Right now the favorite way to make biodiesel in the U.S. is with the waste products of soybeans -- which doesn't require planting any additional acreage, Plaza points out. [...] Soy gets you 40 or 50 gallons of oil per acre, Plaza says, while the comparable figures for the brassicas and palm are perhaps 100-150 gallons per acre and about 650 gallons per acre.

    Algae? Done right, it can yield perhaps 10,000 gallons per acre per year, because it's harvested every two weeks instead of once a year. And folks are experimenting with different forms of algae to see if they could boost that production rate maybe four- or fivefold.

    And here's the beauty of growing algae: It needs three ingredients. One is free -- light from the sun. The second can be recycled -- water. The third is carbon dioxide. Yes, that's the same stuff causing global warming -- which will certainly have to be captured at power plants pretty soon. It could then be applied to algae, Plaza reasons. And the leftover protein can be used in foodstuffs. (Insert vision of Charlton Heston here.) Or it could be burned to produce energy.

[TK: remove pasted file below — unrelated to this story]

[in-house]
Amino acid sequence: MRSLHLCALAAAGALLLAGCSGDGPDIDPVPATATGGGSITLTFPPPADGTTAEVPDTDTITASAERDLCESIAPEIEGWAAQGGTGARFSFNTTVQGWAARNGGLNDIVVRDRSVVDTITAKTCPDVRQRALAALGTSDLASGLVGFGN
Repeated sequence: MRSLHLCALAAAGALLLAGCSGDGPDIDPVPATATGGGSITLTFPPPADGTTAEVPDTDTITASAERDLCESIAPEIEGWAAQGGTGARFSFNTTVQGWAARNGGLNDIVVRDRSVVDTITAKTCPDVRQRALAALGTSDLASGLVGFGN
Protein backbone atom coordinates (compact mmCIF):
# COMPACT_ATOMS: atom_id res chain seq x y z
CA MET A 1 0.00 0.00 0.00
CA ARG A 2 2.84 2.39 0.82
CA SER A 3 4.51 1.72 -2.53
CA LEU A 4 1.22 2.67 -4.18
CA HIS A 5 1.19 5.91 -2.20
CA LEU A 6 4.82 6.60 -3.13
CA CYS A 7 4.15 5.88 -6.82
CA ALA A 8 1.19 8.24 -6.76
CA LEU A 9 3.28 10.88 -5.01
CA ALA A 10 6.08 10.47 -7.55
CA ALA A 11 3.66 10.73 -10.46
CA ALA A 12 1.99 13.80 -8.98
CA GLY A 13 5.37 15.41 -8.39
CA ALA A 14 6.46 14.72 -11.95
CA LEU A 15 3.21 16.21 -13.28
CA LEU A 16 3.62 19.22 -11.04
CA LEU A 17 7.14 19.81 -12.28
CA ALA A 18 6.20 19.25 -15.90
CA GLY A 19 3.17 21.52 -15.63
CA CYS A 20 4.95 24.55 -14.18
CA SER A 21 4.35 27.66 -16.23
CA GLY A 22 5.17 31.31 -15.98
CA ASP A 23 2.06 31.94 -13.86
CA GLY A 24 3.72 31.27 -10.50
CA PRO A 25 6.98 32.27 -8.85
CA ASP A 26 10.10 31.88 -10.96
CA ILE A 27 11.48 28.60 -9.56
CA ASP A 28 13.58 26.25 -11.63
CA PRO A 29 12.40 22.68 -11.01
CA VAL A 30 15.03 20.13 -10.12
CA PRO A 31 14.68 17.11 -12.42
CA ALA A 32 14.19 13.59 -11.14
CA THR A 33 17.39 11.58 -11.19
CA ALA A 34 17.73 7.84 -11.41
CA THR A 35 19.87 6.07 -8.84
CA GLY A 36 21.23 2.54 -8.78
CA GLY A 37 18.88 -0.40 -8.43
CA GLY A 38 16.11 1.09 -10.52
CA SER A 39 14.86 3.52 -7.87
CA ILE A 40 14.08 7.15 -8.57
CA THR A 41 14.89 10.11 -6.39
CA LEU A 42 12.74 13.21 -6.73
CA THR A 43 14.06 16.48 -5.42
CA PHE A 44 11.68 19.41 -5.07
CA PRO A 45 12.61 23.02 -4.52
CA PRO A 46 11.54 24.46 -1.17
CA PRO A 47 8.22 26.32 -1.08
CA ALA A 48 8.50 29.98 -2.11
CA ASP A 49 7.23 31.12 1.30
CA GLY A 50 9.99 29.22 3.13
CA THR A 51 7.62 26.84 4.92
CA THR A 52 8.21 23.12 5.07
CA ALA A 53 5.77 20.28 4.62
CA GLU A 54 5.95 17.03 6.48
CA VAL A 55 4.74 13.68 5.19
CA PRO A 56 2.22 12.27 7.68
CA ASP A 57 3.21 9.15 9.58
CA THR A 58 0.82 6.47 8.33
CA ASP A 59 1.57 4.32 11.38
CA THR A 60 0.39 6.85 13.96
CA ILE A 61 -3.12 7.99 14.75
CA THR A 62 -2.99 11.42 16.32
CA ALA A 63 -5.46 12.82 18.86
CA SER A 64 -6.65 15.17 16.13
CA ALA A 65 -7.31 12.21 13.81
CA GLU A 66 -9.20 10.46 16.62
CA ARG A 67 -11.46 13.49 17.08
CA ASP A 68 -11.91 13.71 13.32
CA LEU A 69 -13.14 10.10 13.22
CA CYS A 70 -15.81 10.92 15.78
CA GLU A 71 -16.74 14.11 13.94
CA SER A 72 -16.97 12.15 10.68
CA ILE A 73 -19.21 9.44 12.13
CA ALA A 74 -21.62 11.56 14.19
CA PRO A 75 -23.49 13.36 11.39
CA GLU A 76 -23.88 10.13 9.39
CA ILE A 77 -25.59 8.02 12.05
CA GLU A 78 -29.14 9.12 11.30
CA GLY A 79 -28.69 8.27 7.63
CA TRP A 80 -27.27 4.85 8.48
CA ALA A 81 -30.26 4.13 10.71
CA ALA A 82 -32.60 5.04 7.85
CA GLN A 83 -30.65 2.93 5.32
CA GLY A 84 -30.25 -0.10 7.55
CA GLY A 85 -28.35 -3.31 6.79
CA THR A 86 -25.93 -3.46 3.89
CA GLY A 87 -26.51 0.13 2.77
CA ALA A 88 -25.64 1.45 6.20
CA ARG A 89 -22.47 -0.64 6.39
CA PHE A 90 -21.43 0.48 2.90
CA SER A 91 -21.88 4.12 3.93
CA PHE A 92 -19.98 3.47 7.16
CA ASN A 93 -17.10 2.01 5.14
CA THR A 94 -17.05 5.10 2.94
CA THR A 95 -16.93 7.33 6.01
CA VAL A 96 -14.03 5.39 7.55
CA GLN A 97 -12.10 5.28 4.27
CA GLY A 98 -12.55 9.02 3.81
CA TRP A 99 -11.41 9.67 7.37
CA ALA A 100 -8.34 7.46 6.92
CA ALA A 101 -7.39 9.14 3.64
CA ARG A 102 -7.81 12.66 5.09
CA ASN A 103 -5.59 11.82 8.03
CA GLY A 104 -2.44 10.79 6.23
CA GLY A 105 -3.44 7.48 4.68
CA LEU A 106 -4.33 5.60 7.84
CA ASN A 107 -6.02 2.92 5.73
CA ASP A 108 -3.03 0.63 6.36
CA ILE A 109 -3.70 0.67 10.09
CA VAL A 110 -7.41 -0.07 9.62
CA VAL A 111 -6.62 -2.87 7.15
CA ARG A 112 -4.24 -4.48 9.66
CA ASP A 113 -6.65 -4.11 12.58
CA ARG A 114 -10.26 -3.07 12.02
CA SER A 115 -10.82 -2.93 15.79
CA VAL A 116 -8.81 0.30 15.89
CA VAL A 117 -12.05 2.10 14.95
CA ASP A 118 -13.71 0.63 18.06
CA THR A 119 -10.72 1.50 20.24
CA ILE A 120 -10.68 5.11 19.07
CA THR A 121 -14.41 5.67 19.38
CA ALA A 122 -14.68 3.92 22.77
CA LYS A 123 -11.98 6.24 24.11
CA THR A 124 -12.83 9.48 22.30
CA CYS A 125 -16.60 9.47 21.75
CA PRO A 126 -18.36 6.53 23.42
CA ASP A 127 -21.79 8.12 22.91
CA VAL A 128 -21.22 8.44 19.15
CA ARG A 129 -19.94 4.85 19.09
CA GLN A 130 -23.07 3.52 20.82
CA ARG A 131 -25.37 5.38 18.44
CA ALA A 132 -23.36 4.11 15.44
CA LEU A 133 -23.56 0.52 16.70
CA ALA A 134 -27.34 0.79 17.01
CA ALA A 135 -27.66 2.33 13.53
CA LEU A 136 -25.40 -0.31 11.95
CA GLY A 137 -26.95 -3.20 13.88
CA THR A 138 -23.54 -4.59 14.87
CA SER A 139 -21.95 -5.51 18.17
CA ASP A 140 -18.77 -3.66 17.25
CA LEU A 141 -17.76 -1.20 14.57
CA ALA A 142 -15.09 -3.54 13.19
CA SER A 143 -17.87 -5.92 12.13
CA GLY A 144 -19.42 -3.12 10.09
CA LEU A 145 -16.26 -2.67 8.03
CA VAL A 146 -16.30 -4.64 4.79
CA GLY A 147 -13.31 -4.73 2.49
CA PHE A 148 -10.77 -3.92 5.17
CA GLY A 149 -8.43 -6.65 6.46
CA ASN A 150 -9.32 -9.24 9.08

Speaking of Soylent Green, here's a taste treat for you:

And finally, the T-shirt that's at the top of my holiday wish list:

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Go to the Cracks in the Facade main page.

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At 3:32 PM, Anonymous Anonymous said...

Oh my god, that exchange student story is so awful that it's hilarious. When I stayed with a family in Salzburg I had pretty much the opposite experience. Lived with a very free-wheeling artist named Drago Druskovic and his family. So free-wheeling that it was a challenge to get Drago to wear even a pair of underpants to the breakfast table. Thankfully, my home stay only lasted a couple of weeks; a year of that sort of thing might have completely done me in. It is humorous to think that the Polish kid fled back home to where things were so much more progressive. (Insert your favorite Polish joke here...)

At 4:37 PM, Blogger Agen said...

I forgot to give a tip of the hat to Kat for the gnome shirt. Damn, that's a good one...